Believe it or not, there is an actual anatomy and science to the query. And you won’t learn this in college. I learned it in Hollywood. Never tell anyone you’ve written a novel unless you can pitch it because the next question they inevitably ask is “What is it about?” In my case the people asking were producers, actors, models, production managers, film financiers, and I really sucked at pitching it. I could see it when their eyes sort of flicked over my shoulder at something more interesting. You’ve got to keep the pitch short and sweet. Hook ‘em and leave ‘em wanting more. Not drifting toward the coffee machine. Same goes for the written query. You must grab your readers attention because they have hundreds of other queries in their inbox. And donuts in the breakroom. Read MoreShare on Facebook
Posted by Sarah Isaacson On January 3rd, 2015
Posted by Sarah Isaacson On March 10th, 2013
When you’ve completed your novel/script and are now ready to edit the best way I’ve found to deepen the character, plot, etc is to list the most important aspects of the piece and sift through each aspect individually—tackling each aspect one by one. Here are a few of the most important aspects of my novel that drive my character’s thoughts and actions: humor, romance, and culture. This isn’t everything (just the first three. Also included for a second round of editing is: horror, sexiness/charm factors, fear, and betrayal). I know, you can’t wait to read it now.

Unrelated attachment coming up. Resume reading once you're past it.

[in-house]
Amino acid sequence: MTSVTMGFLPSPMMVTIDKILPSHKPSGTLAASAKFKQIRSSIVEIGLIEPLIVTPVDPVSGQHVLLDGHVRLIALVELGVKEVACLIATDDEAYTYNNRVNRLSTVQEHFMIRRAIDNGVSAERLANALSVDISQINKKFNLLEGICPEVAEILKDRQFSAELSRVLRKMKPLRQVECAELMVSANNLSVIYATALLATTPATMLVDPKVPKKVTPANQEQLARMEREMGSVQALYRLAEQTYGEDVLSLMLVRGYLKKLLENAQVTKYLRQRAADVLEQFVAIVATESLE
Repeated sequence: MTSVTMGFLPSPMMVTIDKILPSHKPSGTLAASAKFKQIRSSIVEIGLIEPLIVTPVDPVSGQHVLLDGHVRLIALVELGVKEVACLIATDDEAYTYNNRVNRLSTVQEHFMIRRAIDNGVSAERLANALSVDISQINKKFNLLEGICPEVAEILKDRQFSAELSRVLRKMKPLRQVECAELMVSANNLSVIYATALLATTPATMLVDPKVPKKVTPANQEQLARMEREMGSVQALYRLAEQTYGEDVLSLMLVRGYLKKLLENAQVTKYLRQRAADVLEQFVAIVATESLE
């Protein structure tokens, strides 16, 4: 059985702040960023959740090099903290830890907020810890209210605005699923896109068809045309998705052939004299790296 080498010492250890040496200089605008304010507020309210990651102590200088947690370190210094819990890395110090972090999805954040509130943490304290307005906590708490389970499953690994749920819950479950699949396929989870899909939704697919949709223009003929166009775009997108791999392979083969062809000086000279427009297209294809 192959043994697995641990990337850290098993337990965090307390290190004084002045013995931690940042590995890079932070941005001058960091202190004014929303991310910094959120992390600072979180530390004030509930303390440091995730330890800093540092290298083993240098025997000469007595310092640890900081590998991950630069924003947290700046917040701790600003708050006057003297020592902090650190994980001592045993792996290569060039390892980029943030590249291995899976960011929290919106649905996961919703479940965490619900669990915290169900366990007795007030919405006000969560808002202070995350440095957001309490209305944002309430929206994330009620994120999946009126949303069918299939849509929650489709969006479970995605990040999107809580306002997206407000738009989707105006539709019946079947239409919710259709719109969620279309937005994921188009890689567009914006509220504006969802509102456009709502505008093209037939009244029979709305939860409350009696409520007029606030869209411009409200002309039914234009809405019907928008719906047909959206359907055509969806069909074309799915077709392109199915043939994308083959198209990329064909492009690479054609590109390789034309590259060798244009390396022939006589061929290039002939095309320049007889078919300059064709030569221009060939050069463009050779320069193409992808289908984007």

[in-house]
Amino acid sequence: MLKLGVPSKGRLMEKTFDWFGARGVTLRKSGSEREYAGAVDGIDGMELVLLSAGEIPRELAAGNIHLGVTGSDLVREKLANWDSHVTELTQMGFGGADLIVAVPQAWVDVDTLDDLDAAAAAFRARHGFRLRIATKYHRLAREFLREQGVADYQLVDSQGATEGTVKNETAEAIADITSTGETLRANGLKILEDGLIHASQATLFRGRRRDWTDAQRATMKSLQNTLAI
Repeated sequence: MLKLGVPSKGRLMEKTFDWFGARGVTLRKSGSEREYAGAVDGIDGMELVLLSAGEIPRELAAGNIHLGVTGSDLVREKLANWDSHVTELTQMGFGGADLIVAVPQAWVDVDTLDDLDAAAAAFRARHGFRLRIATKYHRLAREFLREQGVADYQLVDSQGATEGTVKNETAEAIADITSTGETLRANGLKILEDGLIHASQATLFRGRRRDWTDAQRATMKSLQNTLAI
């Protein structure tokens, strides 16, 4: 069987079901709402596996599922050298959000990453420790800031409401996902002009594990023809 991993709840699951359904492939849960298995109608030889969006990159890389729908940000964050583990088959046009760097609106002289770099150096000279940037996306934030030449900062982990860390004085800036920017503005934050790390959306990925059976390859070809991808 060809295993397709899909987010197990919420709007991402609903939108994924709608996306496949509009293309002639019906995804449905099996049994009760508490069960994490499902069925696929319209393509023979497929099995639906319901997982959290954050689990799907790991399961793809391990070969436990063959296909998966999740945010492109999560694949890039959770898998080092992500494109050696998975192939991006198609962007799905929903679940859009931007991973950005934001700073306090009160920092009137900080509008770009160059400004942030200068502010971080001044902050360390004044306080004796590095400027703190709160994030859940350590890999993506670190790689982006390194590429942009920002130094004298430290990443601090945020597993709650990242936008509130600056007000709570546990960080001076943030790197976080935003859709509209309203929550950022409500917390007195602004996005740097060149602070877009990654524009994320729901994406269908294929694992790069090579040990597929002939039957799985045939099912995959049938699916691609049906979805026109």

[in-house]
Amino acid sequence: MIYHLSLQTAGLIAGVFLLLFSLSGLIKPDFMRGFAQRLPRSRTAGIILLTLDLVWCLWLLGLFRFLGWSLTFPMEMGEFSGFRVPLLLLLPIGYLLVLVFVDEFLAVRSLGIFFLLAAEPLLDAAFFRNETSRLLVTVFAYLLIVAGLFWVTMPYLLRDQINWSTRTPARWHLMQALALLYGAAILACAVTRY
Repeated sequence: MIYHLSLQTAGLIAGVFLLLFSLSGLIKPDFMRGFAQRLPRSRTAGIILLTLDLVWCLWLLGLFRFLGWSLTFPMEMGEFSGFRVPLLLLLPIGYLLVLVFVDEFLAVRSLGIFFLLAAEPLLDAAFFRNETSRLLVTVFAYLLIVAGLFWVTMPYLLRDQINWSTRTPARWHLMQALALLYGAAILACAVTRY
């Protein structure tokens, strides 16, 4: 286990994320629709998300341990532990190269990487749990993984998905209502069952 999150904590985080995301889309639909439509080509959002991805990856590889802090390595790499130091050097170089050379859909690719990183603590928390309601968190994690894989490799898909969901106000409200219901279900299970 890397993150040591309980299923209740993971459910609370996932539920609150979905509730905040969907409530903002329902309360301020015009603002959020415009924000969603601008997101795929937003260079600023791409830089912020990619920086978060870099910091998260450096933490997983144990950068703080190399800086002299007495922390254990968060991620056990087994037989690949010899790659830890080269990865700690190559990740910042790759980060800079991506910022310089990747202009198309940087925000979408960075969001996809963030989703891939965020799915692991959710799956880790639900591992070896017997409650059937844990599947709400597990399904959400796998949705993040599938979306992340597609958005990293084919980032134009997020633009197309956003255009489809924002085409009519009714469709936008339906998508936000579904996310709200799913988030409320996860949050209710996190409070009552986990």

I already showed you a bunch of circles in my last post because they related to writing the novel—not editing. Editing is a triangle—not a straight line—at least not for this process. Grammar and Syntax are absolutely a straight line.
A quick little review of the three most important circles of writing life:
If you read my last post you know what that means. If you don’t, go read it. Read MoreShare on Facebook